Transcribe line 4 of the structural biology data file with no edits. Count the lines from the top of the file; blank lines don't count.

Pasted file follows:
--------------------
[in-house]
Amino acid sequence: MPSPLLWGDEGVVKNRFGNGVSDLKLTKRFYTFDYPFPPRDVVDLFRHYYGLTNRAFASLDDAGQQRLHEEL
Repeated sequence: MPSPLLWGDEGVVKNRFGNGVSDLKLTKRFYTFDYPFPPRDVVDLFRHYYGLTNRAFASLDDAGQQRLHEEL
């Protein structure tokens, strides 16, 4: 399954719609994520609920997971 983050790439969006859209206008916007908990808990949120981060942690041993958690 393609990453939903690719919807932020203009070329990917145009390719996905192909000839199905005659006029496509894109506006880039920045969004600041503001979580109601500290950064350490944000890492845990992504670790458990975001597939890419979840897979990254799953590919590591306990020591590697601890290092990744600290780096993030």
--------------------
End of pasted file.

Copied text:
């Protein structure tokens, strides 16, 4: 399954719609994520609920997971 983050790439969006859209206008916007908990808990949120981060942690041993958690 393609990453939903690719919807932020203009070329990917145009390719996905192909000839199905005659006029496509894109506006880039920045969004600041503001979580109601500290950064350490944000890492845990992504670790458990975001597939890419979840897979990254799953590919590591306990020591590697601890290092990744600290780096993030």